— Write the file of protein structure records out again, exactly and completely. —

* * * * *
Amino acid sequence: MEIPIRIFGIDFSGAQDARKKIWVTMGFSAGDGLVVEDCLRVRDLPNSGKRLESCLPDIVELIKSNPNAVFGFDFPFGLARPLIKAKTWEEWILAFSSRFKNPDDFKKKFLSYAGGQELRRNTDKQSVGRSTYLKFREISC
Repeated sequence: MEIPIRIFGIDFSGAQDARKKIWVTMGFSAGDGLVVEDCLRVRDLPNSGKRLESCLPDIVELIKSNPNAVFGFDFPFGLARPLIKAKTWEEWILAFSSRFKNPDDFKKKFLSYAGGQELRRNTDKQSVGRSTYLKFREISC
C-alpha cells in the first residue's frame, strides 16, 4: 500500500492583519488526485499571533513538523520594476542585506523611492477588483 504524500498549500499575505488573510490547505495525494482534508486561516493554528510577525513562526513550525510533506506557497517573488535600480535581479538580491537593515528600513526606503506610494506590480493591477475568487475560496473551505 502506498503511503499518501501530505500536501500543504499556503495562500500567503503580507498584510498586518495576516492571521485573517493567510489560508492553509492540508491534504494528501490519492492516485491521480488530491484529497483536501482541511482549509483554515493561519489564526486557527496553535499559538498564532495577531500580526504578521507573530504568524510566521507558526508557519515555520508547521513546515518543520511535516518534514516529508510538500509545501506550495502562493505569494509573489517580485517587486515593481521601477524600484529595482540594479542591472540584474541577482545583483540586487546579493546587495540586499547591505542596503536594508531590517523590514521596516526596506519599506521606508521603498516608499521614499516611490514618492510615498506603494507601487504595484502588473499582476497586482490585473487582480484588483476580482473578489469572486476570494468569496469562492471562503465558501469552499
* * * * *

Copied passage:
Amino acid sequence: MEIPIRIFGIDFSGAQDARKKIWVTMGFSAGDGLVVEDCLRVRDLPNSGKRLESCLPDIVELIKSNPNAVFGFDFPFGLARPLIKAKTWEEWILAFSSRFKNPDDFKKKFLSYAGGQELRRNTDKQSVGRSTYLKFREISC
Repeated sequence: MEIPIRIFGIDFSGAQDARKKIWVTMGFSAGDGLVVEDCLRVRDLPNSGKRLESCLPDIVELIKSNPNAVFGFDFPFGLARPLIKAKTWEEWILAFSSRFKNPDDFKKKFLSYAGGQELRRNTDKQSVGRSTYLKFREISC
C-alpha cells in the first residue's frame, strides 16, 4: 500500500492583519488526485499571533513538523520594476542585506523611492477588483 504524500498549500499575505488573510490547505495525494482534508486561516493554528510577525513562526513550525510533506506557497517573488535600480535581479538580491537593515528600513526606503506610494506590480493591477475568487475560496473551505 502506498503511503499518501501530505500536501500543504499556503495562500500567503503580507498584510498586518495576516492571521485573517493567510489560508492553509492540508491534504494528501490519492492516485491521480488530491484529497483536501482541511482549509483554515493561519489564526486557527496553535499559538498564532495577531500580526504578521507573530504568524510566521507558526508557519515555520508547521513546515518543520511535516518534514516529508510538500509545501506550495502562493505569494509573489517580485517587486515593481521601477524600484529595482540594479542591472540584474541577482545583483540586487546579493546587495540586499547591505542596503536594508531590517523590514521596516526596506519599506521606508521603498516608499521614499516611490514618492510615498506603494507601487504595484502588473499582476497586482490585473487582480484588483476580482473578489469572486476570494468569496469562492471562503465558501469552499